Avon, $5.99, ISBN 0-380-80519-7
Contemporary Romance, 1999
What is it about a straight-laced, emotionally distant prim-and-proper man in a business suit that challenges a woman? You know, the sort of challenge to conquer, strip off that suit and all that proper gentlemanly nonsense, and make that man see life as what it is. To make him laugh. To make him love. In fiction, prim and proper workaholics are like latent firecrackers. You light the right fuse and Ka-BOOM! You’ll drown in his explosion of technicolored passion.
Where was I? Oh yes, Pillow Talk.
Parker Ponthier dislikes Margaret “Call Me Meg” McKenzie Cooper at first sight. He finds her in an expensive hotel suite in New Orleans, the room where his recently-deceased brother usually brought his ladyloves. So naturally Parker assumes that Margaret… sorry, Meg is his brother Jules’s newest mistress (bear with me, we’ll throw stones later). He offers to pay her off, but oops, she turns out to be Jules’s wife. Parker immediately assumes she was a gold-digging ho because, let’s face it, she let Jules, supposedly a rehabilitated fellow, get OD on drugs only hours before (like I said, bear with me). Then Parker drags Maggie… sorry, Meg along to meet the wealthy Ponthier family, never a more malicious herd of snobs since Alexis Carrington-and-a-million-last-names in Dynasty held the throne.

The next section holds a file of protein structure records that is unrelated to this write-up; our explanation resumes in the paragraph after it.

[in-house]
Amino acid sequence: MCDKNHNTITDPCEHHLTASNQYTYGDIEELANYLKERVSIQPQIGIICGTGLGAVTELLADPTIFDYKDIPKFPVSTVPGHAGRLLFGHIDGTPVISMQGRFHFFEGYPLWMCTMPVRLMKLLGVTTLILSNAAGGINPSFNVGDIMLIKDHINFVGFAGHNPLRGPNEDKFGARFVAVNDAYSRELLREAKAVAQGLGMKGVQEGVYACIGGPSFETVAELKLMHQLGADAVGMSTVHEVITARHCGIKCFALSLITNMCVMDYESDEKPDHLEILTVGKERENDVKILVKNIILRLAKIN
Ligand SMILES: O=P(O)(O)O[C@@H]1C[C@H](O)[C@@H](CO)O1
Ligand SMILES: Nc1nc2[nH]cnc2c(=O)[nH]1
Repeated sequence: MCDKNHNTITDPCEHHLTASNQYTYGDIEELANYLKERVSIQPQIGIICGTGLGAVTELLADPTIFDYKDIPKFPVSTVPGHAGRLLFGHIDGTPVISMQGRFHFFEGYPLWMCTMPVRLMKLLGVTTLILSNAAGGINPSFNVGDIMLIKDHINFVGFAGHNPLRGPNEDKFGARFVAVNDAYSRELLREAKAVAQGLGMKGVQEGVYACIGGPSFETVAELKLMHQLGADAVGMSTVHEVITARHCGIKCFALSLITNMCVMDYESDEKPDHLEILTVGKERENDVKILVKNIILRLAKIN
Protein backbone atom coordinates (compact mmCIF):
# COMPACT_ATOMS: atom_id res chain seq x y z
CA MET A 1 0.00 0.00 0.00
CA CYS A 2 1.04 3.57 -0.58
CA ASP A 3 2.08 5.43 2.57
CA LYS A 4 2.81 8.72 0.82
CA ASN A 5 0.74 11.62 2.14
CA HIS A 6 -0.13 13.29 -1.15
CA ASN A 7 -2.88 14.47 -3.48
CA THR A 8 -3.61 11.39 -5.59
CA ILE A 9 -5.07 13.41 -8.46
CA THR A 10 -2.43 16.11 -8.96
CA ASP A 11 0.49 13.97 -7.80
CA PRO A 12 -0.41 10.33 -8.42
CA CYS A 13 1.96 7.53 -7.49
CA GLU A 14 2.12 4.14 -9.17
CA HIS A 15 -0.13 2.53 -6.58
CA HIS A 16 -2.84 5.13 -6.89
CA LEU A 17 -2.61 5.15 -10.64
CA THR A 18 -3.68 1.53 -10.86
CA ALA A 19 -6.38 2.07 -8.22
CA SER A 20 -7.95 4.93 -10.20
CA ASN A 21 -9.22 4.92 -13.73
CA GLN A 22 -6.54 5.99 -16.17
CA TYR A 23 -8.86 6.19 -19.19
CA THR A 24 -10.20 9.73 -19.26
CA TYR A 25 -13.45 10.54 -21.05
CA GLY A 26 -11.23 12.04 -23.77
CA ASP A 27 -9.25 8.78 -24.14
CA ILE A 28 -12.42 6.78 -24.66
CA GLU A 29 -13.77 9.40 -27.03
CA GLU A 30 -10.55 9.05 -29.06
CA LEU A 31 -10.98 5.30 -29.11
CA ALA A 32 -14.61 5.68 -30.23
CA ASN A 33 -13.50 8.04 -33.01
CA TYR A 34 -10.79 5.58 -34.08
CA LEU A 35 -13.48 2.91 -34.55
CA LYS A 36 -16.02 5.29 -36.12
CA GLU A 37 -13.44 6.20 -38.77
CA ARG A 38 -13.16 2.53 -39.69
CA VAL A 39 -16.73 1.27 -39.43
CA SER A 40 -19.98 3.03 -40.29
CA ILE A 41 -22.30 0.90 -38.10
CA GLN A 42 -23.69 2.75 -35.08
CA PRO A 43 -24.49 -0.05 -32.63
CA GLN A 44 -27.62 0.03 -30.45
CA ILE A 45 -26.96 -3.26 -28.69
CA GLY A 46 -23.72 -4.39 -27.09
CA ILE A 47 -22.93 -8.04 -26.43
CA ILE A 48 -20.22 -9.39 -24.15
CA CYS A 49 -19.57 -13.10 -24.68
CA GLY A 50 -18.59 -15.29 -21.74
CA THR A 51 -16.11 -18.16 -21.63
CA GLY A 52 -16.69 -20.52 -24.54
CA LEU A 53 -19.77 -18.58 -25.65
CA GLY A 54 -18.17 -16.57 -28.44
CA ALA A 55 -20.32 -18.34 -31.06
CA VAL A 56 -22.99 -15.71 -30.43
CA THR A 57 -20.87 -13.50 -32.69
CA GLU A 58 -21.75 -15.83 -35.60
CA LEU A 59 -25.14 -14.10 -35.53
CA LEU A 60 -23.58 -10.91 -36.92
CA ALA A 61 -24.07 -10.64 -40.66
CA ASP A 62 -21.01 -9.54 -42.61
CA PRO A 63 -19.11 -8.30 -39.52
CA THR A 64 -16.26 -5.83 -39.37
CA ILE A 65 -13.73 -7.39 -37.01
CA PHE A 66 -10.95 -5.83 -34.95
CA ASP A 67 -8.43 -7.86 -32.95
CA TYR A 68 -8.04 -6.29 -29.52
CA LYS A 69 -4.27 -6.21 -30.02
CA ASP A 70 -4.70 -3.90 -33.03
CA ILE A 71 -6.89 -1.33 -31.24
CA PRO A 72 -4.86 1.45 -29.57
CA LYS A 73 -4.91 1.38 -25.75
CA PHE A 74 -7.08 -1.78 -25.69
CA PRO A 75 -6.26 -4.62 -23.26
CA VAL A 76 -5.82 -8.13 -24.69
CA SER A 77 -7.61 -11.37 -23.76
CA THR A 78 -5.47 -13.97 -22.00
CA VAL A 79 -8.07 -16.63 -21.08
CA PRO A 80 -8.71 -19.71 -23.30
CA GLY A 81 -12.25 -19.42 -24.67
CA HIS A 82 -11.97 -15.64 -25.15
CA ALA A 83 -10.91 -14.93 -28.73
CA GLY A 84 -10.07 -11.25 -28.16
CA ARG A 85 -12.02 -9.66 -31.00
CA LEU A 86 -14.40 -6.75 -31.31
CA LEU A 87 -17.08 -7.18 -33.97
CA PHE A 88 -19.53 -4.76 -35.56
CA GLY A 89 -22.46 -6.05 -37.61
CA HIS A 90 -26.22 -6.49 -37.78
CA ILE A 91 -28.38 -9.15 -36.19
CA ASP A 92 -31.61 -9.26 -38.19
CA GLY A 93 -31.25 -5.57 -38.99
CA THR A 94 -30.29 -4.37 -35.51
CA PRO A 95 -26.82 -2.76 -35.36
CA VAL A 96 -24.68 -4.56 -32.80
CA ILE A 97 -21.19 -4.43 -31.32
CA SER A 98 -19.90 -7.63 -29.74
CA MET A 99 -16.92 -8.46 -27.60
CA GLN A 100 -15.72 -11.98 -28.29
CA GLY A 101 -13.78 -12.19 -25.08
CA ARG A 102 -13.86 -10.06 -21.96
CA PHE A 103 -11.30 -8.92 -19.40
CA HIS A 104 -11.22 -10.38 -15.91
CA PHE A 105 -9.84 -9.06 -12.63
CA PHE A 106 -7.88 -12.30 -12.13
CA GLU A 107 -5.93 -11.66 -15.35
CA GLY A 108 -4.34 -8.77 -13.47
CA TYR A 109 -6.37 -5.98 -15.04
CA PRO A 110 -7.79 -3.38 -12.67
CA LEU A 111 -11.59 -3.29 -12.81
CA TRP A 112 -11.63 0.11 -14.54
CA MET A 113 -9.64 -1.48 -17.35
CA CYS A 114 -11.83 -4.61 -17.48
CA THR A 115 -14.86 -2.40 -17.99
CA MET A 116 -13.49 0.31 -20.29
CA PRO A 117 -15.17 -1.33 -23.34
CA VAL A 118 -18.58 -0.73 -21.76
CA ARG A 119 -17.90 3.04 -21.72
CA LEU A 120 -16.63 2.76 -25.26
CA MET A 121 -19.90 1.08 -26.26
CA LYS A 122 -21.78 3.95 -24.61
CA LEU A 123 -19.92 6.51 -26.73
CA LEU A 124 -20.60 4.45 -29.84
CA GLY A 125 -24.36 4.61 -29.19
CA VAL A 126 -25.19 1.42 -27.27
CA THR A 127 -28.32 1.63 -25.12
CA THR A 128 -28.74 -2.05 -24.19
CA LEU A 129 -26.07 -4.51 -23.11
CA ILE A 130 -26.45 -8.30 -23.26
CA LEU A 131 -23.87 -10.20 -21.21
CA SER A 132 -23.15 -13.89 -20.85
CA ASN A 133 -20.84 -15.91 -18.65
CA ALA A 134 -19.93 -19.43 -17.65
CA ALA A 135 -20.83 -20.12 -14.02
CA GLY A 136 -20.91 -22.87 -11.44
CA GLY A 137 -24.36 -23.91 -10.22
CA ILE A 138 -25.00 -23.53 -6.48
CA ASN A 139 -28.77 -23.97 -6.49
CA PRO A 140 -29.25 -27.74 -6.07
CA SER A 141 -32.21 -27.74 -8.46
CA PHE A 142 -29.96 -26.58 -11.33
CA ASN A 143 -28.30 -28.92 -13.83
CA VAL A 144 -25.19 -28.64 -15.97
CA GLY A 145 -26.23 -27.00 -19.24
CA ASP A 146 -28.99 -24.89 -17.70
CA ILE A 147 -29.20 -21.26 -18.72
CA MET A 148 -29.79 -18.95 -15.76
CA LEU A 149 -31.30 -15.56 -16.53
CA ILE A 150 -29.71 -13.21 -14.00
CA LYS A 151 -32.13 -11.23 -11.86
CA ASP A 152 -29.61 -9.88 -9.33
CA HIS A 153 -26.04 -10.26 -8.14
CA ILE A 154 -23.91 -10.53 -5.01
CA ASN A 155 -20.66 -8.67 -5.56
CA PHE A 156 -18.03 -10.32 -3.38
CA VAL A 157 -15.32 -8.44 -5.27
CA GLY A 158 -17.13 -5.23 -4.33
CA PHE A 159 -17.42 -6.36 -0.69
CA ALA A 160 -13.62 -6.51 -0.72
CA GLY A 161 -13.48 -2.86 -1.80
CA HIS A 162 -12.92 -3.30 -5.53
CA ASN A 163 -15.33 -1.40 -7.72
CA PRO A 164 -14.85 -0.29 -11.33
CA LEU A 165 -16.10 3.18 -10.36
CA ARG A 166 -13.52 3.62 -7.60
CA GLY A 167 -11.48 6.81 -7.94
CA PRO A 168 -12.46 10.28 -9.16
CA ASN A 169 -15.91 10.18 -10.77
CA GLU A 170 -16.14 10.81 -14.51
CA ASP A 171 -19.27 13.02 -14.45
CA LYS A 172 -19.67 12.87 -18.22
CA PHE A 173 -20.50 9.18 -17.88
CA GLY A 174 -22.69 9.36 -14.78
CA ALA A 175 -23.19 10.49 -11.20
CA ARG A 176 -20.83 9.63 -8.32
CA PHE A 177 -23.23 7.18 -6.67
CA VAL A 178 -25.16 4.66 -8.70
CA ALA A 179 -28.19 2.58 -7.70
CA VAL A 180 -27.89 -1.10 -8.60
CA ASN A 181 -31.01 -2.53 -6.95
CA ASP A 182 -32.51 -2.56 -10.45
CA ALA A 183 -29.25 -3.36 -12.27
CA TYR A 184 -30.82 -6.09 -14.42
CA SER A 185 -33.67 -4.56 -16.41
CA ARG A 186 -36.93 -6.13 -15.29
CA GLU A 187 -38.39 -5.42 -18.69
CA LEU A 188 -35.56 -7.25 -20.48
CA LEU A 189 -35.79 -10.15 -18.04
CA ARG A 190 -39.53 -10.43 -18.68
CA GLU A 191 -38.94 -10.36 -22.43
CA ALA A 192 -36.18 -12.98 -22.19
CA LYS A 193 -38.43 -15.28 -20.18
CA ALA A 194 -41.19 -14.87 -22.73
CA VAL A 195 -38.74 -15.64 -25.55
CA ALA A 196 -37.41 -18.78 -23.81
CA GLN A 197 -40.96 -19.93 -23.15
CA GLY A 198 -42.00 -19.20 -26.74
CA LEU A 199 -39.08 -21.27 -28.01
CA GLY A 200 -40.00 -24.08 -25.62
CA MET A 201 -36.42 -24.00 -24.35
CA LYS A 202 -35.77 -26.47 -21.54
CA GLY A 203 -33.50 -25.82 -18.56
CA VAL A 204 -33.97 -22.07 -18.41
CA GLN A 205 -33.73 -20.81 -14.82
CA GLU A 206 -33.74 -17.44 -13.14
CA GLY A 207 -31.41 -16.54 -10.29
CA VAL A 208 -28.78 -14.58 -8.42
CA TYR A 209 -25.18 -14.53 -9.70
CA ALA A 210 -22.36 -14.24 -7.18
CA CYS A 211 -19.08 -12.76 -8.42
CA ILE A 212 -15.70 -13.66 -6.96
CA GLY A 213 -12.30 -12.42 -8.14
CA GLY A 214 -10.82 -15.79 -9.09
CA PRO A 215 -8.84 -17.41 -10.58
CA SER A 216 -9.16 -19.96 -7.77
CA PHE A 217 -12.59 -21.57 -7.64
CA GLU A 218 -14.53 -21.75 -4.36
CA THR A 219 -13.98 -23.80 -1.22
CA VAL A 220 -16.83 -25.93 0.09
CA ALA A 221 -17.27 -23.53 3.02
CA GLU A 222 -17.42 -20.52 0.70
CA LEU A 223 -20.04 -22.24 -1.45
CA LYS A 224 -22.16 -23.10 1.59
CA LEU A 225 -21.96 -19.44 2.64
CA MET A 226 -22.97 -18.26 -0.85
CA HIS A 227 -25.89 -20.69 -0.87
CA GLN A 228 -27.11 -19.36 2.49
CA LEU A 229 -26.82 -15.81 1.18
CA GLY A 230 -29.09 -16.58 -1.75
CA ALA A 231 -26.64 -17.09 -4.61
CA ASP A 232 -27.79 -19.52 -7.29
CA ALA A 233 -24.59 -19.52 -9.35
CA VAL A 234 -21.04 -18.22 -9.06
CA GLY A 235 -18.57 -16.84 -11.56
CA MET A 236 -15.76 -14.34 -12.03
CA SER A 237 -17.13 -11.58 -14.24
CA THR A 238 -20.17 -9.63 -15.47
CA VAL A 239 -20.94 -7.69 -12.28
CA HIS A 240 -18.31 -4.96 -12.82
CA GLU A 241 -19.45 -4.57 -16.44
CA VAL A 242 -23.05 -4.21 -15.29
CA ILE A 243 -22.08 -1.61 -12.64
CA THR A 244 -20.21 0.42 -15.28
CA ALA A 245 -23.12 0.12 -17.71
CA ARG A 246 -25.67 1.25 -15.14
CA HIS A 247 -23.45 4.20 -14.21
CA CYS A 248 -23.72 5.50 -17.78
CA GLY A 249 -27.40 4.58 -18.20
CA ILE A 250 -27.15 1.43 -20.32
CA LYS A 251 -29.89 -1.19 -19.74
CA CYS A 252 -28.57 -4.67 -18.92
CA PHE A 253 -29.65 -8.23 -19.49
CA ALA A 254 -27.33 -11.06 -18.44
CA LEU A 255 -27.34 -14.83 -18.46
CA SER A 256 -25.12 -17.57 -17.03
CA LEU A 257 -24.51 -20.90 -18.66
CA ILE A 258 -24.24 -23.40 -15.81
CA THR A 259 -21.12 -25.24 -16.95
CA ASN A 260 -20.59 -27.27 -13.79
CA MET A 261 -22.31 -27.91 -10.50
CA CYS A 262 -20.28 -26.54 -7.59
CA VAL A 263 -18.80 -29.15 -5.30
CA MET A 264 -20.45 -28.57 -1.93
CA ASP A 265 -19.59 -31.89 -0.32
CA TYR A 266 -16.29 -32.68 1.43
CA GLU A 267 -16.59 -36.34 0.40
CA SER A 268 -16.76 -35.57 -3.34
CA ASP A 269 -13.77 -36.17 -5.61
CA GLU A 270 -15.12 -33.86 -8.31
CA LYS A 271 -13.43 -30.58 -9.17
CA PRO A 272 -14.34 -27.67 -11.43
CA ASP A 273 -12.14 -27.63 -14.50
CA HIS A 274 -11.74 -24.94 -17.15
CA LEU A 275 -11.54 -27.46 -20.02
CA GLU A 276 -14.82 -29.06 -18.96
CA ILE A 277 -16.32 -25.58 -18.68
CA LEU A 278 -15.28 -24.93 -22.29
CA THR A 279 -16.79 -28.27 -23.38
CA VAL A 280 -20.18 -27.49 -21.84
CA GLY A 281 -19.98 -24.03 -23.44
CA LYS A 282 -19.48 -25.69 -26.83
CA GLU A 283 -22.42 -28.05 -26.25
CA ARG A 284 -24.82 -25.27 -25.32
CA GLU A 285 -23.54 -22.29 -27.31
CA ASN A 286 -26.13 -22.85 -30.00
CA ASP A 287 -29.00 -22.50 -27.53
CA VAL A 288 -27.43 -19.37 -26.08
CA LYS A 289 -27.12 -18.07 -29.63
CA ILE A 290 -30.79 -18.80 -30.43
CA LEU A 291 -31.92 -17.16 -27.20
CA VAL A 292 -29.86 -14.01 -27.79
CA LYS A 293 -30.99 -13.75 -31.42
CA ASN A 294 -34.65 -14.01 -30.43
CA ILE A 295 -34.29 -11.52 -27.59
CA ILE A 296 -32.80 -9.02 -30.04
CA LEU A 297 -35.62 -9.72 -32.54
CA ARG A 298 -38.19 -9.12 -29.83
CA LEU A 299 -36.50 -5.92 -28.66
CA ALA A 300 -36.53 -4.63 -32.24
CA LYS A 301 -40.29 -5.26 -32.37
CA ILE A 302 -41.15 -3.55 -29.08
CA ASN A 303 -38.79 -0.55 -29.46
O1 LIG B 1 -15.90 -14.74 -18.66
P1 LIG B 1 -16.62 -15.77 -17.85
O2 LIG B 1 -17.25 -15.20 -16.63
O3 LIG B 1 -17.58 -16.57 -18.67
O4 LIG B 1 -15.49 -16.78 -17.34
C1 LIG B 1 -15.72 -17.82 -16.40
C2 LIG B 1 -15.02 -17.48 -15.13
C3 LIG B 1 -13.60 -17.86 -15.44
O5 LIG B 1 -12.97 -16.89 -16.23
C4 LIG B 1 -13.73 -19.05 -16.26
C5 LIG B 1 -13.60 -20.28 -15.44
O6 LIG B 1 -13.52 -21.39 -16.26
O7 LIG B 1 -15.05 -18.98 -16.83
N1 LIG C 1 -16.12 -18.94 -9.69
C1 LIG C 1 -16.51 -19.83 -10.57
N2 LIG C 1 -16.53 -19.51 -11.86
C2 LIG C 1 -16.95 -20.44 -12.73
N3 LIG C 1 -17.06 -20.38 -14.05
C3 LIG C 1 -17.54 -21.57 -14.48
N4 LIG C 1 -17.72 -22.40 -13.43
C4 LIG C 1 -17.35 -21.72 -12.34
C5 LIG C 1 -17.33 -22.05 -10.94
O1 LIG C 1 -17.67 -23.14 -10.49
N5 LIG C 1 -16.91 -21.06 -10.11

Are you bewildered yet? I sure am during the first few chapters. Things happened so fast in just a few chapters. I have to pause, take a deep breath, go out for some fresh air, then reread the beginning chapters slowly… to… get… all… those… details… pouring out at me like water gushing forth a broken dam.
It doesn’t help that the book had this soap opera feel about it. Consider Parker’s really pathetic love life. One woman, right before they get down to a nice session of tonsil tennis and hide-the-salami, actually whips out a legal document that would give her sole custody of any kiddie resulting from their horizontal tango and asks him to sign it! She is a lawyer, you see, she wants kids and Parker wouldn’t commit to a relationship… what happened to the New Orleans sperm bank?
But surprisingly, the book actually became better after this boy Gus comes along. Gus is Jules’s son from a previous marriage, and Meg manages to get Gus to make Parker mellow and thaw. And when he thaws, Parker is amazing. He becomes a cheeky, mischievous man so different from the growly surly bear-bear in the beginning I begin to wonder if someone has switched the book I am reading without me knowing. His reluctant softening was, to me, a pleasure to read.
But what about Meg, you ask? Err… I don’t remember much about Meg really, except that she is unfortunately stock contemporary romance heroine material. She is okay, I guess, a decent character to read about. Her reasons for marrying Jules remains murky to me.
The author’s writing style is as uneven as her storytelling. At times she told too much instead of showing. Sometimes there were brilliant flashes of storytelling genius – Parker’s first ‘family trip’ with Gus and Meg and a dog os a hoot. Such moments, however,are buried under way too many cliches. Like the forgotten protection during sex. And as much as I love dogs, the dog in this book played strictly as dogs in countless Harlequin/Silhouette stories. He and Gus are to act cute, make Parker human, and scram when Uncle Parker and Aunt Meggie wanted to play patty cakes.
Parker, Parker, Parker – he deserves a better book.